Over the past few months, over a half-dozen Republicans have stepped out to publicly support a potential shutdown. Some GOP veterans are calling to shut down the federal government, including Reps. Louie Gohmert (R-TX) and Steve King (R-IA). But it’s the freshmen in Congress, including Sen. Mike Lee (R-UT) and Reps. Alan Nunnelee (R-MS), Tim Walberg (R-MI), Lynn Westmoreland (R-GA), and Steve Womack (R-AR), who are chomping at the bit for a government closure.
Now, with Congress gearing up for a major budget showdown that could result in a shutdown if a funding agreement is not reached by March 4, the GOP is struggling to settle on its strategy. Many Tea Party congressmen and other conservative ideologues won’t be satisfied with anything less than draconian spending cuts. Rep. Gohmert summed up their position: “If it takes a shutdown of government to stop the runaway spending, we owe that to our children and our grandchildren.” However, cooler heads on the right remember the 1995 shutdown and recognize a government closure will cause great harm to the nation.
The congressman whose job it is to corral these divergent views in the Republican caucus is House Majority Leader Eric Cantor (R-VA). When pressed, an “exasperated” Cantor finally sided with Republican realists, telling Fox News yesterday that “we ought to get [a government shutdown] off the table.”
However, Cantor’s proclamation hasn’t persuaded his entire caucus. During last weekend’s Conservative Political Action Conference, ThinkProgress spoke with House Republican Policy Committee Chairman Tom Price (R-GA), the number five in GOP congressional leadership. We asked Price about whether the GOP would be willing to shut down the federal government over the budget fight, particularly defunding health care reform. Despite Cantor’s insistence that a shutdown was “off the table,” Price told us that “everything ought to be on the table”:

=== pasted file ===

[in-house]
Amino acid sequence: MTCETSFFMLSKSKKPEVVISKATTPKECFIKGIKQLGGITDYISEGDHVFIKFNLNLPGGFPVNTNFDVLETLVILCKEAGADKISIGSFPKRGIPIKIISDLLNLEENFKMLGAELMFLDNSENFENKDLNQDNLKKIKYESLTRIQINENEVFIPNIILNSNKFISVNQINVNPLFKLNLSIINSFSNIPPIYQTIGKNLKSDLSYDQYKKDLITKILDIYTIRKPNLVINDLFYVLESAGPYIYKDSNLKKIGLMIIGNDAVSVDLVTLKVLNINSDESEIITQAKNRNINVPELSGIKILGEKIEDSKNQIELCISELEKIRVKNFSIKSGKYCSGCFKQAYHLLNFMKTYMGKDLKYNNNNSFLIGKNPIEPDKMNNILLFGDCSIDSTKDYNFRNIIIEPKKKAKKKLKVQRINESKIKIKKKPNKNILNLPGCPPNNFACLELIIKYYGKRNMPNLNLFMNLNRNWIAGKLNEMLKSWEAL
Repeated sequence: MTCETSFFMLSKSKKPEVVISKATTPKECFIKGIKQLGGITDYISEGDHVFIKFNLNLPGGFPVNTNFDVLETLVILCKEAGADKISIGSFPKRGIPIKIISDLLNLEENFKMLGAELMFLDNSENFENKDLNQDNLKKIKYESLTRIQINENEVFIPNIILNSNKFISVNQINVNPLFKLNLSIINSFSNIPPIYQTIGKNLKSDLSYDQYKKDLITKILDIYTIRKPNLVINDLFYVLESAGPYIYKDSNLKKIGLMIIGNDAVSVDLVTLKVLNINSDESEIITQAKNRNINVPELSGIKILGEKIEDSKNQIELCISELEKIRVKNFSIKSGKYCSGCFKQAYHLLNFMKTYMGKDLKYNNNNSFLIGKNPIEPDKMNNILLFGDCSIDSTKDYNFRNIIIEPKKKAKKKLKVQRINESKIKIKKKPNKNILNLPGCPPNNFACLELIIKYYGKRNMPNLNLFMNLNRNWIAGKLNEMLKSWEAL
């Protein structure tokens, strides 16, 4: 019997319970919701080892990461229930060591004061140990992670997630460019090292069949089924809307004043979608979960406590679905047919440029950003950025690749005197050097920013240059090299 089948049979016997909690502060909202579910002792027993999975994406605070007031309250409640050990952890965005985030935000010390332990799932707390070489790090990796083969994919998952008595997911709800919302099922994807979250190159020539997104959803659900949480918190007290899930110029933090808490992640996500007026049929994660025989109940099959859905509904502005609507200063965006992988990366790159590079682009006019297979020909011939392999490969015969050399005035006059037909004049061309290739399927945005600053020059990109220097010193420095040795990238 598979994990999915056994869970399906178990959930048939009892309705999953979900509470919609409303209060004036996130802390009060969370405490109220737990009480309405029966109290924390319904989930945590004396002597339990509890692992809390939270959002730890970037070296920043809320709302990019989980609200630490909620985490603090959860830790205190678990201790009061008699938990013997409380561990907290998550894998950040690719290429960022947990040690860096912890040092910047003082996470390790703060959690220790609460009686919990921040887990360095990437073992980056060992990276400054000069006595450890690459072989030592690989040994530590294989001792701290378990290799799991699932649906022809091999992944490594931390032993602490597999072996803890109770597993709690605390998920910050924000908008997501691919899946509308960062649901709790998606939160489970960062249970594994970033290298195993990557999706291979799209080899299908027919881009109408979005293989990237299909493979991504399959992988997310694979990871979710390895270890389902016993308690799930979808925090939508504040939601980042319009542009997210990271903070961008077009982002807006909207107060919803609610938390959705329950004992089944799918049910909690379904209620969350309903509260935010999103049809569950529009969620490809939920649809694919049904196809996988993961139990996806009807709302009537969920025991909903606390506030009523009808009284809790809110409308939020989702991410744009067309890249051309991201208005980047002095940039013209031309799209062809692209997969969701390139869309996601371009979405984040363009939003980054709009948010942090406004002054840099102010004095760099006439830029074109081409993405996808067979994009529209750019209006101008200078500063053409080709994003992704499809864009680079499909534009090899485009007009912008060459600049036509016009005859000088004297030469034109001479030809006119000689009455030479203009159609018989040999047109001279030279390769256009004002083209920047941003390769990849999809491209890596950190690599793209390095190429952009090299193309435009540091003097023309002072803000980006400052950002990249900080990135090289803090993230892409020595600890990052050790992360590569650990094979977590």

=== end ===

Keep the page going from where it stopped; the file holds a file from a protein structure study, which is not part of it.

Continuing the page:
KEYES: And if [defunding health care reform] comes to a head, do you think shutdown should be off the table?
PRICE: Everything ought to be on the table. But I don’t think the president is going to go there. I don’t think he wants to shut down the government based on this law.
Linda Bilmes, a professor at Harvard’s John F. Kennedy School of Government who led a seminar for dozens of freshmen members of Congress, argued that freshmen GOPers are eager to shut down the government in order to prove their conservative mettle. Indeed, they are already flexing their muscles against the GOP leadership in a number of areas, including the size of proposed budget cuts and defeating an extension of the PATRIOT Act.
Now, as the budget fight draws closer to a head, Republican infighting is likely to continue, even among the GOP leadership.